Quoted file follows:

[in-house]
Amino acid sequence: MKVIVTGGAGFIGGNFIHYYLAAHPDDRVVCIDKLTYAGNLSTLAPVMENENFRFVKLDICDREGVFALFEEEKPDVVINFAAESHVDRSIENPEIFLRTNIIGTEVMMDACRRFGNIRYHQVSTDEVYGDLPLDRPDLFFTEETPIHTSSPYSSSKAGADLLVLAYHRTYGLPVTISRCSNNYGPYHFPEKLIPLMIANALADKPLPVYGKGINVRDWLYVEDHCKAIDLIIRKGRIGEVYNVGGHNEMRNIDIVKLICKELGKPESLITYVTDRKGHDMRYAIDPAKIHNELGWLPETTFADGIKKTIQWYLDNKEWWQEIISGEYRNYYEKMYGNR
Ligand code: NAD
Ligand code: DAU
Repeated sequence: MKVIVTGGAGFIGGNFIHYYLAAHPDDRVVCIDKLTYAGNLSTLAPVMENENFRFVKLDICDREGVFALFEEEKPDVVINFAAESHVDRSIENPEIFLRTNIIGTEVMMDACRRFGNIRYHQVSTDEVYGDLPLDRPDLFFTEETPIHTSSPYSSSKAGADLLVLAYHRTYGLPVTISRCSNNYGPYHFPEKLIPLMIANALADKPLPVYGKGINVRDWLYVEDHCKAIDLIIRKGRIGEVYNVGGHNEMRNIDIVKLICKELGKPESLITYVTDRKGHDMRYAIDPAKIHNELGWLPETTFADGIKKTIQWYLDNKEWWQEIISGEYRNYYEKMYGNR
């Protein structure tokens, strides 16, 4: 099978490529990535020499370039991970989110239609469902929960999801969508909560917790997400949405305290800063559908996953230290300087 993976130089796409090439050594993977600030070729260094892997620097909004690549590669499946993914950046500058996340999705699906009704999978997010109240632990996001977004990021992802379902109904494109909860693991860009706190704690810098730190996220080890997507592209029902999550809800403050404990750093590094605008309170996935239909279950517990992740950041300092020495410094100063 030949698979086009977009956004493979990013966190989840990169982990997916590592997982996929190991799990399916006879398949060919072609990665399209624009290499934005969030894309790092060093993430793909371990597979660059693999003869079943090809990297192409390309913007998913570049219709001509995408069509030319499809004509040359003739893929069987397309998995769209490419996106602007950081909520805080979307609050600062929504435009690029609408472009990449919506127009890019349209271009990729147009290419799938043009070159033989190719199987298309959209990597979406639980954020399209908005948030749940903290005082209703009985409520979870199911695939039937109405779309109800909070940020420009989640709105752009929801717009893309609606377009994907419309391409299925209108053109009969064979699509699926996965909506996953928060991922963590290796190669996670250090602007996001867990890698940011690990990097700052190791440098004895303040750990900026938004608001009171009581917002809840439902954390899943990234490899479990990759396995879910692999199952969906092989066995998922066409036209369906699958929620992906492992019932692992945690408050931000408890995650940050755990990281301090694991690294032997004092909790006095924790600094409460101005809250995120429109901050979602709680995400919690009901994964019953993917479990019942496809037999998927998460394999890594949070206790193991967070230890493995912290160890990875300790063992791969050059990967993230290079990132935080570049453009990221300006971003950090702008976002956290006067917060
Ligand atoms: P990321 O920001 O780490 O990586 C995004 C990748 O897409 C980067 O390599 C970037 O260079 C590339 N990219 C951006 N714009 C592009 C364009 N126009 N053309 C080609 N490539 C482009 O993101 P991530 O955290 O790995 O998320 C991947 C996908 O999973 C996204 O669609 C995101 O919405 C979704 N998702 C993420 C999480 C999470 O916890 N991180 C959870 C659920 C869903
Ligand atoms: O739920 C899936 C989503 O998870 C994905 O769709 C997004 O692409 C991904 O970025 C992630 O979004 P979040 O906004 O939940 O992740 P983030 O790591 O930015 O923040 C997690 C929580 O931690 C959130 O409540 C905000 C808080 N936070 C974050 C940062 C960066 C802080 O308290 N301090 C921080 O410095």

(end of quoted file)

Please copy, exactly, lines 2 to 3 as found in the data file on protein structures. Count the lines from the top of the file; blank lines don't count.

Amino acid sequence: MKVIVTGGAGFIGGNFIHYYLAAHPDDRVVCIDKLTYAGNLSTLAPVMENENFRFVKLDICDREGVFALFEEEKPDVVINFAAESHVDRSIENPEIFLRTNIIGTEVMMDACRRFGNIRYHQVSTDEVYGDLPLDRPDLFFTEETPIHTSSPYSSSKAGADLLVLAYHRTYGLPVTISRCSNNYGPYHFPEKLIPLMIANALADKPLPVYGKGINVRDWLYVEDHCKAIDLIIRKGRIGEVYNVGGHNEMRNIDIVKLICKELGKPESLITYVTDRKGHDMRYAIDPAKIHNELGWLPETTFADGIKKTIQWYLDNKEWWQEIISGEYRNYYEKMYGNR
Ligand code: NAD